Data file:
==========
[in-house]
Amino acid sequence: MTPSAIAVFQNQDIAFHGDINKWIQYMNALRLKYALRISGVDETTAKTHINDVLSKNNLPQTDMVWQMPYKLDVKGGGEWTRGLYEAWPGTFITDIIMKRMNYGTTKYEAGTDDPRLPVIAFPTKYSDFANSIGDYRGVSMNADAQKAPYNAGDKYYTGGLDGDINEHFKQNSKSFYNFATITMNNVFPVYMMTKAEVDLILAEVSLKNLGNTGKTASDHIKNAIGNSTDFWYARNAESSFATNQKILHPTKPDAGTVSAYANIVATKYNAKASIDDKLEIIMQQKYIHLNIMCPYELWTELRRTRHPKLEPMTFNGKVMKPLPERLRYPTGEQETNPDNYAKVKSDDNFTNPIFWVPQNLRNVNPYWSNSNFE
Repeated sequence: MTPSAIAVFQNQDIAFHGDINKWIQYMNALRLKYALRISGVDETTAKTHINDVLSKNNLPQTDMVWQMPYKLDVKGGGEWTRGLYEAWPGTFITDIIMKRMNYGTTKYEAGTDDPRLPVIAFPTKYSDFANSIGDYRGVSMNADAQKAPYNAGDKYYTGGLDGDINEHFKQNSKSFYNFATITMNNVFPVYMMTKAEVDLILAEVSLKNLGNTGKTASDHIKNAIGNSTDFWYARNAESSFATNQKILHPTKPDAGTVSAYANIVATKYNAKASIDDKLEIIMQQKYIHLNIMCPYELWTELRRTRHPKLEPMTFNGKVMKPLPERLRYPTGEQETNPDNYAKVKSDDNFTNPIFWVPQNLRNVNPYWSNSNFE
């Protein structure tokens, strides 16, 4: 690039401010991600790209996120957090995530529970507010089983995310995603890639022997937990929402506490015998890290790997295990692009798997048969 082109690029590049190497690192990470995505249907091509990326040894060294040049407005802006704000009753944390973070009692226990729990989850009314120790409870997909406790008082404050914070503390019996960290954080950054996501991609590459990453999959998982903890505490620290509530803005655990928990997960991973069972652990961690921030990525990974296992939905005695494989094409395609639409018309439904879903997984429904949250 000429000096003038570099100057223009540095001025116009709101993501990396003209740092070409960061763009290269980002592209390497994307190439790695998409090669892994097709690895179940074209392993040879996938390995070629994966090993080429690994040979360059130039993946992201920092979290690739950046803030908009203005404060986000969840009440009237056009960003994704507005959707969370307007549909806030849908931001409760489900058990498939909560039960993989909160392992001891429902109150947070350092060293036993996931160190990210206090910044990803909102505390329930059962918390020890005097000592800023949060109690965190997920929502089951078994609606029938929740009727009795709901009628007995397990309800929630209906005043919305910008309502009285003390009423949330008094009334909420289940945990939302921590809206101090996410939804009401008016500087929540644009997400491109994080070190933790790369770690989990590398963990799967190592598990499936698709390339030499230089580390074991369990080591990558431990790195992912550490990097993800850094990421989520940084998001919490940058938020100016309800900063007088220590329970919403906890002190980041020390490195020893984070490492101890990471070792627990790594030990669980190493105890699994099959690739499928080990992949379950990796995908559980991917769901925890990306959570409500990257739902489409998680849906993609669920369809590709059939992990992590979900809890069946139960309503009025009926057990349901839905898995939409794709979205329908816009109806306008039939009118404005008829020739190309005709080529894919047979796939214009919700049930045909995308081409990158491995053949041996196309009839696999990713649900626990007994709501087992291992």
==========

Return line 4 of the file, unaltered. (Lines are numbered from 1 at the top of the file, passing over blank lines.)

């Protein structure tokens, strides 16, 4: 690039401010991600790209996120957090995530529970507010089983995310995603890639022997937990929402506490015998890290790997295990692009798997048969 082109690029590049190497690192990470995505249907091509990326040894060294040049407005802006704000009753944390973070009692226990729990989850009314120790409870997909406790008082404050914070503390019996960290954080950054996501991609590459990453999959998982903890505490620290509530803005655990928990997960991973069972652990961690921030990525990974296992939905005695494989094409395609639409018309439904879903997984429904949250 000429000096003038570099100057223009540095001025116009709101993501990396003209740092070409960061763009290269980002592209390497994307190439790695998409090669892994097709690895179940074209392993040879996938390995070629994966090993080429690994040979360059130039993946992201920092979290690739950046803030908009203005404060986000969840009440009237056009960003994704507005959707969370307007549909806030849908931001409760489900058990498939909560039960993989909160392992001891429902109150947070350092060293036993996931160190990210206090910044990803909102505390329930059962918390020890005097000592800023949060109690965190997920929502089951078994609606029938929740009727009795709901009628007995397990309800929630209906005043919305910008309502009285003390009423949330008094009334909420289940945990939302921590809206101090996410939804009401008016500087929540644009997400491109994080070190933790790369770690989990590398963990799967190592598990499936698709390339030499230089580390074991369990080591990558431990790195992912550490990097993800850094990421989520940084998001919490940058938020100016309800900063007088220590329970919403906890002190980041020390490195020893984070490492101890990471070792627990790594030990669980190493105890699994099959690739499928080990992949379950990796995908559980991917769901925890990306959570409500990257739902489409998680849906993609669920369809590709059939992990992590979900809890069946139960309503009025009926057990349901839905898995939409794709979205329908816009109806306008039939009118404005008829020739190309005709080529894919047979796939214009919700049930045909995308081409990158491995053949041996196309009839696999990713649900626990007994709501087992291992």